Tax-free investments: An attractive option, within limits

Nonhlanhla Kunene
By Nonhlanhla Kunene August 31, 2016 17:13
31 August 2016| Pieter Hugo, MD Prudential Unit Trusts

analysingIn a case of look before you leap, check out the limitations before you invest.

Tax-free investments, launched in March 2015,  are products that any investor should consider as part of their overall investment portfolio, given that they offer the opportunity to invest tax-free over time. However, you should consider their benefits and limitations very carefully to determine whether they would be an appropriate investment for you.

What are the benefits?

  • All growth in the underlying investment is fully exempt from any tax on interest, rental income, dividends or capital gains;
  • Investors can withdraw their money at any time (although at Prudential we would encourage our clients to invest for the long term);
  • Contributions are flexible – either via a lump sum or debit order; and
  • Parents can open separate accounts for their children.

Look after your RA first

A consideration when deciding whether to invest or not is that contributions to tax-free savings products can only be made from after-income-tax money. If you are investing for retirement, this leaves you less to invest and to grow compared to Retirement Annuities (RAs), where all contributions are exempt from income tax (up to a limit of 27.5%), as well as underlying growth being exempt from all taxes. This means that, from a maximum return perspective, it would probably be better to exhaust your RA contribution limit every year before investing in a tax-free savings product.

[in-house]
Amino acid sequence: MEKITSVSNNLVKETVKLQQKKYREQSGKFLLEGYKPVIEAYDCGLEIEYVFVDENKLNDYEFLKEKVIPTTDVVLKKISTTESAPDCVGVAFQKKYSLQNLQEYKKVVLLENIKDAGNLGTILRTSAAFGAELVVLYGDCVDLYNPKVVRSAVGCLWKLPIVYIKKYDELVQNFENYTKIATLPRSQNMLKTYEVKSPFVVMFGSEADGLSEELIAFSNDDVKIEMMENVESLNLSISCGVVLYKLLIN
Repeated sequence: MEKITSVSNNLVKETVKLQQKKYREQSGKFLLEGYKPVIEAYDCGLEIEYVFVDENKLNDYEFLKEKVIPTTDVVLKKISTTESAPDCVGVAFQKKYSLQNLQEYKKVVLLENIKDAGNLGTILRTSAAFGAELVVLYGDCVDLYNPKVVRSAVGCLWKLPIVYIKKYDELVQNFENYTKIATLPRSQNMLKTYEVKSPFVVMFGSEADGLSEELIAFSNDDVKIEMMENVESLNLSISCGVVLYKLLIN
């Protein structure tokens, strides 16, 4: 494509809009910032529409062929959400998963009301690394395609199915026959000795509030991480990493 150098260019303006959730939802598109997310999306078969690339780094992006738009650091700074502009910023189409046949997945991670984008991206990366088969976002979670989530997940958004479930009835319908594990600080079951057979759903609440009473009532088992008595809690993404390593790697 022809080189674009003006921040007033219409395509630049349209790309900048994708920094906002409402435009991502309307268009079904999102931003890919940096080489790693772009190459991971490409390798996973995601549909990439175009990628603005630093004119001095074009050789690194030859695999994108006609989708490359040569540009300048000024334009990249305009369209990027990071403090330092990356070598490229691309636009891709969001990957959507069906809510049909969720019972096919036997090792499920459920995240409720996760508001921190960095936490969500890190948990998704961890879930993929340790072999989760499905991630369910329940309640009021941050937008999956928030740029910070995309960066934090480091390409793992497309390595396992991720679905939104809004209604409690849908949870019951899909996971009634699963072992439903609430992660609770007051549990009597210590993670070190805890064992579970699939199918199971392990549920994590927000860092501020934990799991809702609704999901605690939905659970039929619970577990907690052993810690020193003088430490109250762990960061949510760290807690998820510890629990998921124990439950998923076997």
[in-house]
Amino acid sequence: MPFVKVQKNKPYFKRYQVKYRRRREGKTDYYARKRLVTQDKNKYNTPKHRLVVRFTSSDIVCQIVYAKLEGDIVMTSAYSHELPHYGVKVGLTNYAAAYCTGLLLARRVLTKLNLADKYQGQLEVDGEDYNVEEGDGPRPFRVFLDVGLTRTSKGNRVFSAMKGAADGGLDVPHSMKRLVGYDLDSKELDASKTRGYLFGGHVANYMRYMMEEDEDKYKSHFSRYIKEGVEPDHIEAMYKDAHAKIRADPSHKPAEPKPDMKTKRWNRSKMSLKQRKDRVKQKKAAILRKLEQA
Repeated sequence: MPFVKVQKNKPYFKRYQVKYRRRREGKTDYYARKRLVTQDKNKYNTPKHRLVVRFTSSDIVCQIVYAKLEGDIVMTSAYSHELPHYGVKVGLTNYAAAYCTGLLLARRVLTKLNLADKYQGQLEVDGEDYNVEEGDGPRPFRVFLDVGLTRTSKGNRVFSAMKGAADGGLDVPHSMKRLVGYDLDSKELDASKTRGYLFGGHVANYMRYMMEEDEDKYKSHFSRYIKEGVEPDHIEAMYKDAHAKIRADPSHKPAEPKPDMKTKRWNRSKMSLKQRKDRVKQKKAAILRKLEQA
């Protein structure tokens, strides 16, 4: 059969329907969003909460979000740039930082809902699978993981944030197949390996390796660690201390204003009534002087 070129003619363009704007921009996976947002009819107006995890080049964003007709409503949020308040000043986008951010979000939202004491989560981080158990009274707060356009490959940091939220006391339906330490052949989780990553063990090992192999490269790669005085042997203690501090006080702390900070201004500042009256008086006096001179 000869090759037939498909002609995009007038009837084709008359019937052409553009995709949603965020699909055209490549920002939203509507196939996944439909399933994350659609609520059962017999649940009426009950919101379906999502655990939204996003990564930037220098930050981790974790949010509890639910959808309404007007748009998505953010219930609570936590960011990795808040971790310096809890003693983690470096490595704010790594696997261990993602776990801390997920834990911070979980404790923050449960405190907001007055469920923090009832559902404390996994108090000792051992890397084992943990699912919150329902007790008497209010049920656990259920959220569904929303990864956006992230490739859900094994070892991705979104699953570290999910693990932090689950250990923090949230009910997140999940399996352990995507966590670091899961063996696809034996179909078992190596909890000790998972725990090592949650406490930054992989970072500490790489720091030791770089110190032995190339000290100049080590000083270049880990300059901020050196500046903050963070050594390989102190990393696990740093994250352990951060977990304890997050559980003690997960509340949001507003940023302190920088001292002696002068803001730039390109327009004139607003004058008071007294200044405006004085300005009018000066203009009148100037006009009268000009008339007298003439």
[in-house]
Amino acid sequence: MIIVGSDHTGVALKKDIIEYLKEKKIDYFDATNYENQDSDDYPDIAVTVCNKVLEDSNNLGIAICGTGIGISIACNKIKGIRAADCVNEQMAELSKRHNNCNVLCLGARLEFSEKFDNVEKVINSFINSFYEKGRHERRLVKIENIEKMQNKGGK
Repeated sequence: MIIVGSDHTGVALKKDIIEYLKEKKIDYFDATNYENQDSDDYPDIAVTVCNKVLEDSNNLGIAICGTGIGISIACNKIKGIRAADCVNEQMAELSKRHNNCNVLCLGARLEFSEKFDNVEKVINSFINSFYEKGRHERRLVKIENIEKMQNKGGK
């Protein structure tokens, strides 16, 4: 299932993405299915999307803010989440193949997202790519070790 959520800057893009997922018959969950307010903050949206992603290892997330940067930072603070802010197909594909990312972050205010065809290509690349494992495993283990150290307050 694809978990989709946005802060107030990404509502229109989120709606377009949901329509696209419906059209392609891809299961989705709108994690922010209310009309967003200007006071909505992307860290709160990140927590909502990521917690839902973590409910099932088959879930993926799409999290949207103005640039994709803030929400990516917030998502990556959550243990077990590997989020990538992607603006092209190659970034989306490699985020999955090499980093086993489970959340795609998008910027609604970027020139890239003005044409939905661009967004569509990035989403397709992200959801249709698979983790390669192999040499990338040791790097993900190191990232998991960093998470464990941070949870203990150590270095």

However, if you are investing for a shorter time, or require more accessibility, RA’s do not allow you to withdraw your accumulated savings until age 55, whereas tax-free savings products are accessible at any time. We would suggest that you consult a financial adviser to ensure you make the most efficient decisions for your unique personal circumstances.

Beware the penalties

Another consideration is that the government has imposed strict contribution limits of R500,000 per individual over a lifetime and R30,000 per year for tax-free savings products. If you exceed these limits, SARS will levy a penalty of 40% of the amount in excess of the limits, so it’s important to keep track of your total contributions. Because parents are allowed to open tax-free savings products for each child, the R500,000 limit becomes less restrictive: a family of four will have an aggregate limit of R120,000 per year and R2 million over their lifetime, which starts to become a substantial amount. This makes tax-free savings products very suitable vehicles for saving towards a child’s tertiary education, for example.

Nonhlanhla Kunene
By Nonhlanhla Kunene August 31, 2016 17:13
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